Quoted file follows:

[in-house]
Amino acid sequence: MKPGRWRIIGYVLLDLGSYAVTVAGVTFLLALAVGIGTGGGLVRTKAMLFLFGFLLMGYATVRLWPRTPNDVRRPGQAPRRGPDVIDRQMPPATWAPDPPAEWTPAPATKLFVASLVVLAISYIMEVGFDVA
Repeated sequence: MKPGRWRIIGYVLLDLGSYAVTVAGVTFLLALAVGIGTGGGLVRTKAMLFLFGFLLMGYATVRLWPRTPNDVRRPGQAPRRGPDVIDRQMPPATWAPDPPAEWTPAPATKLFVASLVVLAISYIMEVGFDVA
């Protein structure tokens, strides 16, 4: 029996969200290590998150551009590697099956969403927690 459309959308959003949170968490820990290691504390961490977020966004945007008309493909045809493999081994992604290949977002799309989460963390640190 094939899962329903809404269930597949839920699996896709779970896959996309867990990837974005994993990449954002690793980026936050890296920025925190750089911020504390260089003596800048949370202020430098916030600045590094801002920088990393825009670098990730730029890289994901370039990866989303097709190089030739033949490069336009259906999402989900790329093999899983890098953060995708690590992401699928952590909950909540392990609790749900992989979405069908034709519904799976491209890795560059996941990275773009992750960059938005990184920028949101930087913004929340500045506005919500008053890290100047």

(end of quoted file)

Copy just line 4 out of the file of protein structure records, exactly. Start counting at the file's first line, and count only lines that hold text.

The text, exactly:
């Protein structure tokens, strides 16, 4: 029996969200290590998150551009590697099956969403927690 459309959308959003949170968490820990290691504390961490977020966004945007008309493909045809493999081994992604290949977002799309989460963390640190 094939899962329903809404269930597949839920699996896709779970896959996309867990990837974005994993990449954002690793980026936050890296920025925190750089911020504390260089003596800048949370202020430098916030600045590094801002920088990393825009670098990730730029890289994901370039990866989303097709190089030739033949490069336009259906999402989900790329093999899983890098953060995708690590992401699928952590909950909540392990609790749900992989979405069908034709519904799976491209890795560059996941990275773009992750960059938005990184920028949101930087913004929340500045506005919500008053890290100047």